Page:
ton today in regard to these matters.
President Talks With Chair
man of Senate Finance Com
mittee About Possible
J Government Waits for Word
I as to Effect of Break
With Germany.
Washington, Feb. 4. President
I Wilson this afternoon sent for Cliair-
man Simmons of the senate finance
i committee. The committee will play
an important part in providing addi
i tional money for the government in
j the present emergency and is now
considering a revenue bill.
Senator Simmons discussed with
the president the raising of sufficient
money by congress in the event that
hostilities with Germany begin. A
definite sum was not fixed upon, hut
Senator Simmons recalled that at the
outbreak of the Spanish-American
war a bond issue of $500,000,000 was
immi'HiatpIv authorized. Hp frit rer-
I tain congress would act promptly
when necessary.
In his talk with President Wilson
Chairman Simmons gained the im
pression that the State department's
official reports on the sinking of the
Housatonic have dispelled fears of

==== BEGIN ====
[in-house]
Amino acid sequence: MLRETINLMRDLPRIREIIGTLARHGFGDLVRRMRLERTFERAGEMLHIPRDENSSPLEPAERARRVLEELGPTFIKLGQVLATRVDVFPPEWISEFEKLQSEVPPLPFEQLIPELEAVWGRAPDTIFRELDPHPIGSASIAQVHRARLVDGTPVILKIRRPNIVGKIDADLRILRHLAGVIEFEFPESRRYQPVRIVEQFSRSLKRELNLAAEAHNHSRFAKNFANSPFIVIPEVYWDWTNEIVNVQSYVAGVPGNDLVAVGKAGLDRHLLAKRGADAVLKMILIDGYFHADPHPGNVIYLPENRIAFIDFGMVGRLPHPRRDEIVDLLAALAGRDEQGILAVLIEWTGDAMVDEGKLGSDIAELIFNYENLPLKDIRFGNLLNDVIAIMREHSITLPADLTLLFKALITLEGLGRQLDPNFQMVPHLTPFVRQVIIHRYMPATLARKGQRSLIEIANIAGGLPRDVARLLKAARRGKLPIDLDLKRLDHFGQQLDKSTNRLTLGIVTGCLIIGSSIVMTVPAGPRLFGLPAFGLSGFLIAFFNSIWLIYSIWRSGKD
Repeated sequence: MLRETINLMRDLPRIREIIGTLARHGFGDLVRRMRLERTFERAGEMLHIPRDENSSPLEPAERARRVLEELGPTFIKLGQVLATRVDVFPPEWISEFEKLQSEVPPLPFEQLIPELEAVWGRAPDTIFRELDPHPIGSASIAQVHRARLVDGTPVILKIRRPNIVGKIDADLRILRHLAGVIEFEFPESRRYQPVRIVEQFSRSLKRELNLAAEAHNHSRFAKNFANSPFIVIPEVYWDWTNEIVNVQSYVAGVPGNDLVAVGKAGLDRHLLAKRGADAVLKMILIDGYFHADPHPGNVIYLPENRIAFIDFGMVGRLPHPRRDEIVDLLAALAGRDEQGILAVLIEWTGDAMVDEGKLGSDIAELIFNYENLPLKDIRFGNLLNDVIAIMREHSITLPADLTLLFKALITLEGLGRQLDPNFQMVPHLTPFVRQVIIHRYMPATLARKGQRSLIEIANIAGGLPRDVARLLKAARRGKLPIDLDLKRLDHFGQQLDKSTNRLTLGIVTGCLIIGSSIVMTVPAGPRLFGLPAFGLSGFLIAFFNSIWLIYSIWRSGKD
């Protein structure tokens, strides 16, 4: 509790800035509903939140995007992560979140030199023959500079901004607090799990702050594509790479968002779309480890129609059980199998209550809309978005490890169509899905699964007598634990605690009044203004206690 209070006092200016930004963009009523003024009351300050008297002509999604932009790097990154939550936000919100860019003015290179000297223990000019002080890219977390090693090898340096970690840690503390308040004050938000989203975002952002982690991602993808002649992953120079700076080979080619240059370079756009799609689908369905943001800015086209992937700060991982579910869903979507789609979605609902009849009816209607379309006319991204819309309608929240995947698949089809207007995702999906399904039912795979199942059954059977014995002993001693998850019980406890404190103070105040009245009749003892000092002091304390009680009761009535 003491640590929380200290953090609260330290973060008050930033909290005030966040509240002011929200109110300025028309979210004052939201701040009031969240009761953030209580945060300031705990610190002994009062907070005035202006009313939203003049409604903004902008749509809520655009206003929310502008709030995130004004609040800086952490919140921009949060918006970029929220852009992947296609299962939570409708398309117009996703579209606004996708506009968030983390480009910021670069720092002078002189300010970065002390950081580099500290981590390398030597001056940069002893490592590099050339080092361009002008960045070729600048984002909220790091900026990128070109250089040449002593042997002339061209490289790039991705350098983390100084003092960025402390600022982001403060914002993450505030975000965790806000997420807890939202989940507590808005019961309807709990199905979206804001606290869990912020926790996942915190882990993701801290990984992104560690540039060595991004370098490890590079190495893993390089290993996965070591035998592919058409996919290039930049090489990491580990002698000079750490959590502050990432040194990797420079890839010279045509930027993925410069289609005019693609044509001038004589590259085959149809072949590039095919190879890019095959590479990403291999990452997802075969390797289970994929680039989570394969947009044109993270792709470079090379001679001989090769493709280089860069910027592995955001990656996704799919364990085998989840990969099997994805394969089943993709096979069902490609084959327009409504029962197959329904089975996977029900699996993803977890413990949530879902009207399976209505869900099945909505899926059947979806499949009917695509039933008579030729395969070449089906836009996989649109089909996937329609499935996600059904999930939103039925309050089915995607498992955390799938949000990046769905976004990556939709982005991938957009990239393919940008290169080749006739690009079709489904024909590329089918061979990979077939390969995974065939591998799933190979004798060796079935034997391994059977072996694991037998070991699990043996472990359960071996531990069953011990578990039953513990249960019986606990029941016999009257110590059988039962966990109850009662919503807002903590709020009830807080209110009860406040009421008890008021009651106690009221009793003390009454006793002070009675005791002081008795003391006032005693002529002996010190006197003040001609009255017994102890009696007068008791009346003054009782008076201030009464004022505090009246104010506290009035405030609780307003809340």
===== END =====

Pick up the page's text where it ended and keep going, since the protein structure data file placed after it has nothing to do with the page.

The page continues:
war over that case.
In Period of Suspense.
The United States and a large part
of the world today entered a period of
suspense, not knowing what the German-American
rupture may bring
forth. All agencies of the govern
ment turned to the problems of de
fense against possible hostilities.
In Berlin, American Ambassador
Gerard was preparing to hasten home
with his staff and all American con
suls now stationed in Germany; in
Washington, German Ambassador von
Bernstorff had his passports and will
leave the country as soon as arrange
ments can be made.
Officials agree that the first overt
act of Germany in violation of what
the United States maintains are its
rights on the seas can haidly fail to
lead to war and details of the sinking
of the American steamer Housatonic
in the new submarine war zone yes
terday were sought anxiously.
Waiting Word From Neutrals.
Word from other neutrals is await
ed with keen interest in response to
fhe United States' open invitation for
them to join in resisting Germany's
aggression if they feci their rights are
The Spanish ambassador at Berlin
will represent the United States in
continuing the demand, presented
shortly before the breaking of rela
tions, for the release of sixty Ameri